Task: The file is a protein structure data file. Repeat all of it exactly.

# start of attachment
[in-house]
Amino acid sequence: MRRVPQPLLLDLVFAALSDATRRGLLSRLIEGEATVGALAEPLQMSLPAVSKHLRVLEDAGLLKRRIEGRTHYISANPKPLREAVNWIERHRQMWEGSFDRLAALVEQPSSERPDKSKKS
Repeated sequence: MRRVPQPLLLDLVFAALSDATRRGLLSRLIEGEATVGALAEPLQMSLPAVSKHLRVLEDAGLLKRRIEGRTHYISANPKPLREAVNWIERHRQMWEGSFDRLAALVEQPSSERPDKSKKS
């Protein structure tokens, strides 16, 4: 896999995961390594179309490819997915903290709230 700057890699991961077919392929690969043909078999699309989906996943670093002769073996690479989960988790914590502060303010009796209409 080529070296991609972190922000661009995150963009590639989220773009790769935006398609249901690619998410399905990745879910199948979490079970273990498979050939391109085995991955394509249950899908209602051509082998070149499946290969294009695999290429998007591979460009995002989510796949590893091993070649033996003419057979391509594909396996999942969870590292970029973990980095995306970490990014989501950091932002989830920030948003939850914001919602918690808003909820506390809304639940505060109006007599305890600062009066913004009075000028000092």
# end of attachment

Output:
[in-house]
Amino acid sequence: MRRVPQPLLLDLVFAALSDATRRGLLSRLIEGEATVGALAEPLQMSLPAVSKHLRVLEDAGLLKRRIEGRTHYISANPKPLREAVNWIERHRQMWEGSFDRLAALVEQPSSERPDKSKKS
Repeated sequence: MRRVPQPLLLDLVFAALSDATRRGLLSRLIEGEATVGALAEPLQMSLPAVSKHLRVLEDAGLLKRRIEGRTHYISANPKPLREAVNWIERHRQMWEGSFDRLAALVEQPSSERPDKSKKS
């Protein structure tokens, strides 16, 4: 896999995961390594179309490819997915903290709230 700057890699991961077919392929690969043909078999699309989906996943670093002769073996690479989960988790914590502060303010009796209409 080529070296991609972190922000661009995150963009590639989220773009790769935006398609249901690619998410399905990745879910199948979490079970273990498979050939391109085995991955394509249950899908209602051509082998070149499946290969294009695999290429998007591979460009995002989510796949590893091993070649033996003419057979391509594909396996999942969870590292970029973990980095995306970490990014989501950091932002989830920030948003939850914001919602918690808003909820506390809304639940505060109006007599305890600062009066913004009075000028000092």